The present study explains the purpose of critical remarks and further remarks and the different kinds of circumstance which give rise to them. It analyses the follow-up which the institutions, bodies, offices, and agencies concerned have given to critical remarks and further remarks made in 2010 and identifies seven star cases. It also looks at cases that are particularly significant for the Ombudsman's key objectives. Finally, conclusions are drawn as regards the main lessons of the study for the future.
The European Ombudsman serves the general public interest by helping to improve the quality of administration and of service rendered to citizens by the EU institutions. At the same time, the Ombudsman provides the Union's citizens and residents with an alternative remedy to protect their interests. That remedy is complementary to protection by the EU Courts and does not necessarily have the same objective as judicial proceedings.
Only the Courts have power to give legally binding judgments and to provide authoritative interpretations of the law. The Ombudsman can make proposals and recommendations and, as a last resort, draw political attention to a case by making a special report to the European Parliament. The effectiveness of the Ombudsman thus depends on moral authority and, for this reason, it is essential that the Ombudsman’s work be demonstrably fair, impartial, and thorough.
Against this background, further remarks have a single purpose: to serve the public interest by helping the institution concerned to raise the quality of its administration in the future. A further remark is not premised on a finding of maladministration. It should, therefore, not be understood as implying criticism of the institution to which it is addressed but rather as providing advice on how to improve a particular practice in order to enhance the quality of service provided to citizens.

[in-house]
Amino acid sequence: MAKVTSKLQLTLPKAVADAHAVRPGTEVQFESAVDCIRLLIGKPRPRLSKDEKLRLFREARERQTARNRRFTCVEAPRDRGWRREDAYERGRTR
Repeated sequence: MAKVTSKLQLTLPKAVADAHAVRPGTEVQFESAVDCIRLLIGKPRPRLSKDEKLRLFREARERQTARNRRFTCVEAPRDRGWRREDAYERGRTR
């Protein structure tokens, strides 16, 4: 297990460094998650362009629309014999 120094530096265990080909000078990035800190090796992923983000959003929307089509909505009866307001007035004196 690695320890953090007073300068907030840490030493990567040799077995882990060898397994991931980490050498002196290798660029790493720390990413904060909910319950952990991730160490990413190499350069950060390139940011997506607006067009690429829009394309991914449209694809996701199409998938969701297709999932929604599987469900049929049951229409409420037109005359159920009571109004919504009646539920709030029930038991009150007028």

In contrast, a critical remark normally has more than one purpose. Like a further remark, a critical remark always has an educative dimension: it informs the institution of what it has done wrong, so that it can avoid similar maladministration in the future. To maximise its educative potential, a critical remark identifies the rule or principle that was breached and (unless it is obvious) explains what the institution should have done in the particular circumstances of the case. Thus constructed, a critical remark also explains and justifies the Ombudsman's finding of maladministration and thereby seeks to strengthen the confidence of citizens and institutions in the fairness and thoroughness of his work. Moreover, by showing that the Ombudsman is willing publicly to censure the institutions, when necessary, critical remarks enhance public trust in the Ombudsman's impartiality.
A critical remark does not, however, constitute redress for the complainant. Not all complainants claim redress and not all claims for redress are justified. When redress should have been provided, however, closing the case with a critical remark signals a triple failure. The complainant has failed to obtain satisfaction; the institution concerned has failed to put the maladministration right; and the Ombudsman has failed to persuade the institution concerned to alter its position
Where redress should be provided, it is best if the institution concerned takes the initiative, when it receives the complaint, to acknowledge the maladministration and offer suitable redress. In some cases, this could consist of a simple apology.
By taking such action, the institution demonstrates its commitment to improving relations with citizens. It also shows that it is aware of what it did wrong and can thus avoid similar maladministration in the future. In such circumstances, it is unnecessary for the Ombudsman to make a critical remark. If, however, there is a suspicion that the individual case may result from an underlying systemic problem, the Ombudsman may decide to open an own-initiative inquiry, even though the specific case has been resolved to the complainant's satisfaction.